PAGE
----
Bali, Indonesia

As we prepared to depart our ship, over the PA system we were told that the temperature outside was hovering around 100°, and that the humidity was around 90%. Walking out the door, it felt as if we had quite literally entered an oven. Fortunately we had a private van, and at least the interior was air conditioned-to some degree. Our first stop was the Bali Orchid Garden. Bali, IndonesiaI was having difficulty learning to take pictures of flowers with my new camera, but despite that little setback it was a beautiful enclave that both Lisa and I greatly enjoyed.

From there Lisa asked to go to the Batik Center because she had heard that on the Island they had beautiful fabric, and she was interested in perhaps purchasing some to take home. Well, the batik factory turned out to be somewhat of a joke. They had three women sitting to demonstrate how the process of batik works, but that was the extent of their “factory,” From what I saw, I would be surprised if what they were doing would ever be turned into a useful output. The "factory" was basically a show room, and we were so hustled to buy, that the experience was a negative from start to finish.

Leaving there things started to get interesting; we drove into Bali’s countryside where we saw miles upon miles of beautifully terraced rice paddies. Bali, IndonesiaOn this island, their main crop is rice, and it is still tended today, as it has been for centuries, by hand. During our drive, our guide took us to a traditional hamlet, and driving down the street we were able to see the individual family compounds. I say "family compound" because families live together behind closed walls in a strictly patterned compound that includes dwellings for all family members, and of course a family Temple. These compounds lie right next to the rice fields which provide the primary source of income for people. We were invited into one such compound and allowed to wander freely.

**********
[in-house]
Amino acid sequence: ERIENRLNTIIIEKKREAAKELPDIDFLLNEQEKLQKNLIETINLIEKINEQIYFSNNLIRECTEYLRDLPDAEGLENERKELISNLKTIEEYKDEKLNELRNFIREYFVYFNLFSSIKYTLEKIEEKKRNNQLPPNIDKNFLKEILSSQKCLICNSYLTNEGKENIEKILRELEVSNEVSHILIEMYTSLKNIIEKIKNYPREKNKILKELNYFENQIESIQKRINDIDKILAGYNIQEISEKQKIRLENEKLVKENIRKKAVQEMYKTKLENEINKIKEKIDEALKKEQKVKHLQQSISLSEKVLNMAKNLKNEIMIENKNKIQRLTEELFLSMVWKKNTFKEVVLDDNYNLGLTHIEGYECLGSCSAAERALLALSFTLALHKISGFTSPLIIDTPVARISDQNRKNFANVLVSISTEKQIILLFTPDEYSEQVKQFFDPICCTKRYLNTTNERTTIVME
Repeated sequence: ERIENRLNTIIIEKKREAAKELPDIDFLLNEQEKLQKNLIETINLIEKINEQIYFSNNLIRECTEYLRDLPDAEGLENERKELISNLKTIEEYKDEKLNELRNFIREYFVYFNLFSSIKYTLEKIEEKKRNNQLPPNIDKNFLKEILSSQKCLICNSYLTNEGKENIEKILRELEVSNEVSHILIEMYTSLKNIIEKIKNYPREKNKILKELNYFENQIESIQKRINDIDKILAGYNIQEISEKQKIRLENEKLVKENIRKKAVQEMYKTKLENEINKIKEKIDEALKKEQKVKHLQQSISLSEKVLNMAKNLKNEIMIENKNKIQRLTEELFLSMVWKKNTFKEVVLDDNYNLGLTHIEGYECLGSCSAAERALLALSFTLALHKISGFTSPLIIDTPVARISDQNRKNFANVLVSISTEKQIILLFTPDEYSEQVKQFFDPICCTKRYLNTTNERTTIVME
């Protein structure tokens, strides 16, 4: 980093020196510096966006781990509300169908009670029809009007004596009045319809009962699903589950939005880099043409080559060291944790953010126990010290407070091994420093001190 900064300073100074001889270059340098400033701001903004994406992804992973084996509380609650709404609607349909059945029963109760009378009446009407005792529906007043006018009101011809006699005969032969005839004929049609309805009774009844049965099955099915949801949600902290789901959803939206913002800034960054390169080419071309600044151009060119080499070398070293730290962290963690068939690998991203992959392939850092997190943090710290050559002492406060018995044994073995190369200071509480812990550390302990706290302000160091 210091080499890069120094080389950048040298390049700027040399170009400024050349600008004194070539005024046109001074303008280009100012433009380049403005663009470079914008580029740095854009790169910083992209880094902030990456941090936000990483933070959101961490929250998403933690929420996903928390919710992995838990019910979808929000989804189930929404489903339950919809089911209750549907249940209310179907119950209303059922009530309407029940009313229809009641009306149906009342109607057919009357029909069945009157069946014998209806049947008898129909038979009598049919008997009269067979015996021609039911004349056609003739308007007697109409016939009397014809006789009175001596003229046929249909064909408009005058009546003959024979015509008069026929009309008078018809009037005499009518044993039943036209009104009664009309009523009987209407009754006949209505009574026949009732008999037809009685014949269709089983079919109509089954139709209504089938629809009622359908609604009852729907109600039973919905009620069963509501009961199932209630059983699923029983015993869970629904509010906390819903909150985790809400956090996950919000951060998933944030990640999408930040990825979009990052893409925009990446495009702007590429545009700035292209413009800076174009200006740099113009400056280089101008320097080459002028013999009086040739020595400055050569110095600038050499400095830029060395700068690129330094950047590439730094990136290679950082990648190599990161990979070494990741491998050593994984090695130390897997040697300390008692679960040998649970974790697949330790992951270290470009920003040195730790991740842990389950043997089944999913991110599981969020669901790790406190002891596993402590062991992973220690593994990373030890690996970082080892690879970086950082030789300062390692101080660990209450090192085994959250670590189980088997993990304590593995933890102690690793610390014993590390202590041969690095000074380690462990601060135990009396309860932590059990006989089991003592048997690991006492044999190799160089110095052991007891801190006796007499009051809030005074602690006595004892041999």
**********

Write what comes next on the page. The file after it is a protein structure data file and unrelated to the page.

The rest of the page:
One of the main attractions on the island of Bali is the Taman Ayun Royal Temple, which was built in 1634. Bali, IndonesiaThis was a magnificent temple complex, and is listed by UNESCO as a World Heritage Site. As foreigners, we were allowed only so far as the outer compound, but were not allowed to enter the Temple complex itself, although it was readily visible. Forty years ago I took a picture of the sign outside a Temple that said "women who are in menstruation are not allowed to enter the Temple." I remember the lady with whom we were traveling joked "and who's going to check!" Believe it or not this Temple still had the same sign out front, and in my mind flashed her question!

Bali, Indonesia

Our walk around the Temple probably took an hour, and both Lisa and I were completely done in by the heat at that point. So on our next visit to the Tonah Lot Temple, which was built in the 15th century, Lisa decided, quite rightly, to stay in the car.